December 16, 2016 at 5:50 pm

    This is something I have been reflecting on as well lately. I started my blog because I loved sharing my experiences, and then my tone shifted into some basic type of marketing nonsense and I stopped writing about my experiences from my heart. And to be honest I’ve lost my motivation to write at all lately. But your post makes me feel like I need to refocus and get motivated back to why I really started! So, thanks 🙂

  • Reply
    Karla
    December 17, 2016 at 5:51 am

    Thanks for this letter. The questions are really thought provoking. It’s the same with the question: “If you don’t have a camera, will you still travel?” I made a blog to document my travels, and help other travelers. I don’t have any Google adsense. I don’t really have plans on making money out of it, and I want to keep it that way. 🙂
    PS.
    The benefits I get from it is meeting new people, and sometimes free accommodation for hotel reviews. <3

  • Reply
    Shelley
    December 18, 2016 at 1:38 am

    I blog because I enjoy writing, and as a record for myself and my family to have in the future. I’ve never really thought much about monetizing, though of course, I’d love to make money doing something I already do as a labour of love anyways. But…for me, I’m not really willing to cross some of my own lines of integrity just to post something that might garner a lot of “likes,” or follows. In fact, I don’t post even a fraction of the photos on IG that I could, cuz I just can’t find the time on the road, and I’d rather enjoy the experience of where I am, rather than run around trying to find a wifi connection just to post. But you nailed it when you said that the more mindful we are, the better we are as travellers. That’s what I aspire to.

  • Reply
    Nicole
    December 18, 2016 at 2:10 am

    I find the whole Instagram female travel blogging world really intimidating sometimes. How do they fit so many amazing outfits in their luggage? Why is their make-up not sweltering down their face in the sweltering heat? Then, when I think of it, so many of those photos are staged and it seems like a lot of people travel specifically for Instagram likes. As women who come from countries with passports that allow us to travel, and where we had the opportunity to receive a proper education, we are extremely privileged. And, you’re right- we should recognise our privilege and count our blessings everyday 🙂 xxx

  • Reply
    Hallie
    December 18, 2016 at 2:53 am

    It’s a hard game those travel bloggers play for sure. I started blogging to document the life abroad for my family who were always asking. “They have internet in Korea??” Seriously?!?! It’s the most wired country in the world… but I guess not enough people know that yet. This year, I decided to dip my toe in the game but came away with similar reflections. I love our quirky not quite right photos where I’m laughing with my mouth agape. I don’t like posting pictures of locals for likes and I will never be perfectly picture perfect. Making money from something I already do and enjoy doing would be great… but it’s no the end all. Living the journey and really being there for it is more important.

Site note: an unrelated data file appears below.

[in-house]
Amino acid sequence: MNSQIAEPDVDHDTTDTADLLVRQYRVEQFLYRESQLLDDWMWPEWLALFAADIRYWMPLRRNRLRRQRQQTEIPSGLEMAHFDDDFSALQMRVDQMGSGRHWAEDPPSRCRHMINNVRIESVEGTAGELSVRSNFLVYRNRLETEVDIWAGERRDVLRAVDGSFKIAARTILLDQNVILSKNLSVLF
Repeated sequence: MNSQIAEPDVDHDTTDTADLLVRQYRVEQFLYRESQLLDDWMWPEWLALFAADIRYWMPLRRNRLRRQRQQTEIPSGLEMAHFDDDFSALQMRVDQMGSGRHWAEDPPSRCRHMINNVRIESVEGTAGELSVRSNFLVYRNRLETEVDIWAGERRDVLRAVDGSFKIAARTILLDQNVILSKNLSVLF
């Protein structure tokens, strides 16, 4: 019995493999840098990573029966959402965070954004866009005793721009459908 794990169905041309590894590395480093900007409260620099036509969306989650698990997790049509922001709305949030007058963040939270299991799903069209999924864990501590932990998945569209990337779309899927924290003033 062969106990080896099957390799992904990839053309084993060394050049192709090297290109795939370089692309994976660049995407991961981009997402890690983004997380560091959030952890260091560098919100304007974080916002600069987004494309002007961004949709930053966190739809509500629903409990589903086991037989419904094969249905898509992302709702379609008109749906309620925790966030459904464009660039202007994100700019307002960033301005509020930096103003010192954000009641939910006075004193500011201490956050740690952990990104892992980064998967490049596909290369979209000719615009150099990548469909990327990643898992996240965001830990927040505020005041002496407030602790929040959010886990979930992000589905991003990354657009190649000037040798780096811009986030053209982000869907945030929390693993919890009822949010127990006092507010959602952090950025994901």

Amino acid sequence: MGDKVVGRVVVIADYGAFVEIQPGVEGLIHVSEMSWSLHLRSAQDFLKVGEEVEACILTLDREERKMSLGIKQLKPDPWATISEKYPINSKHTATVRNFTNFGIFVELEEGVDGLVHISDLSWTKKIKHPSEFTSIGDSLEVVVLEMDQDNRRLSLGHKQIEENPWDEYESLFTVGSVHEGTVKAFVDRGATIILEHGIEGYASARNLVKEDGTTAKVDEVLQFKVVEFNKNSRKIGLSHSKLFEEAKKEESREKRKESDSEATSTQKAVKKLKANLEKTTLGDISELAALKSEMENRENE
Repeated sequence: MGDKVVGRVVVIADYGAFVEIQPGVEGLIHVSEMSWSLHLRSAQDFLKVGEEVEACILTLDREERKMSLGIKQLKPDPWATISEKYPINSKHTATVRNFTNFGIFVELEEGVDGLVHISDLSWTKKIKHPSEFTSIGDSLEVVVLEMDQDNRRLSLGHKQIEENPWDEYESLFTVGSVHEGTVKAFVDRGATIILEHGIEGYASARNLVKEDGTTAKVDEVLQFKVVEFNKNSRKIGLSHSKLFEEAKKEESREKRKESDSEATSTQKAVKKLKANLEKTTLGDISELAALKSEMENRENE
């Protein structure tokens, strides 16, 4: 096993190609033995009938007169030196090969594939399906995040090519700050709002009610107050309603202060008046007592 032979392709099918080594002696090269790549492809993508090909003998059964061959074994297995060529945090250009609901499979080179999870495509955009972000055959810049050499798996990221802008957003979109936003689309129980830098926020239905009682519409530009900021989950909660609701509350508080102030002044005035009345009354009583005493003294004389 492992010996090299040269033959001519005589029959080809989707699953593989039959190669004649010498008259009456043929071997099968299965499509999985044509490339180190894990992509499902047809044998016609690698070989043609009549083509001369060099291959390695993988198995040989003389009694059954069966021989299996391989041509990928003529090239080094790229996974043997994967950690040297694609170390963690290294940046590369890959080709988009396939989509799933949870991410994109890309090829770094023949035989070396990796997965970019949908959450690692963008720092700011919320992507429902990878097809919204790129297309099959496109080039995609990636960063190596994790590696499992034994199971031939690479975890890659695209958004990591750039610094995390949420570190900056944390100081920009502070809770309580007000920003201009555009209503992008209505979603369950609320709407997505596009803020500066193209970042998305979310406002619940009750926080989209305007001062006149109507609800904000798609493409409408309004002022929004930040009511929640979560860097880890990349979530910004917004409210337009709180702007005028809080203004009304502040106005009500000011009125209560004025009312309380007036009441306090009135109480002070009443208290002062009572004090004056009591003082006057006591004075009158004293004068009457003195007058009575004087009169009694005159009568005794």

• Reply
    Kayley Chislett
    December 19, 2016 at 1:50 am

    Our blog is pretty new, and while we would love to be able to earn some money from it, we have to remember the real reason we started out – because we want to document and remember our travels and allow our friends and family to see what we are up to. I think ass long as you try to remain true to you, your experiences and your motive for your blog, its great to be able to receive benefits from something you’re putting effort into anyway!

  • Reply
    Samantha
    December 19, 2016 at 4:10 am

    Thanks for your perspective on this. I agree… I feel weird if I take photos of locals living in their elements and then share via social media. And if I start monetizing from it, then I’d feel even worse. I like to blog to share my stories with those who wish to travel and I hope that we can all become global citizens and m ake differences in the world because of it. Thanks for sharing!

  • Reply
    Kate Carter
    December 19, 2016 at 8:45 am

    This is something I’ve been considering more and more. Living in Korea, however, I have my photo taken sans permission ALL the damn time. Men also think that because I’m blonde/ a foreigner they can just run up to me, swoop their arm around my waist, and pretend I’m their girlfriend to make the instastory. People do it for different reasons, but people do it everywhere. Be respectful and share your adventures with the world. We’re pretty lucky!

  • Reply
    Alla
    December 19, 2016 at 9:20 am

    Your concerns are very sobering and heartfelt. I think for me, the motivation behind my blog is to firstly document my memories as they happened so that I (or fellow readers/travelers) can look back at them and recall those memories and stories as opposed to having them be stored away in the back of my mind for me to forget. Secondly, my blog is my motivation to be a better story teller and photographer and I see it as a drive to take better and more creative photos. Lastly, if I happen to make any money off of my blog, it’ll of course make me happy and hopefully will result in more traveling and more story telling.

  • Reply
    Rocio Cadena
    December 19, 2016 at 1:26 pm

    Great post addressing the important things we sometimes overlook while on the path to achieving our dreams. It’s so easy to go about enjoying our privileged traveler lifestyle without giving a thought to local’s lives, and I see it all too often. I personally write and blog to share my thoughts, experiences and interpretations with others but I do hope to make more meaningful connections with locals when I travel more.

  • Reply
    Hedgers Abroad
    December 19, 2016 at 2:22 pm

    My husband has been tediously documenting his life through photography and writing for years; not for the love of the craft, but the fear of losing memories. While we’ve both grown to entertain the prospects of paid travel, we reflect on the reasons we share and why we chose to put hours each week into narrative revisions, photo edits, video productions, and other such ventures. Thank you for this post, as it’s reminded us of the “why” we so often forget.

  • Leave a Reply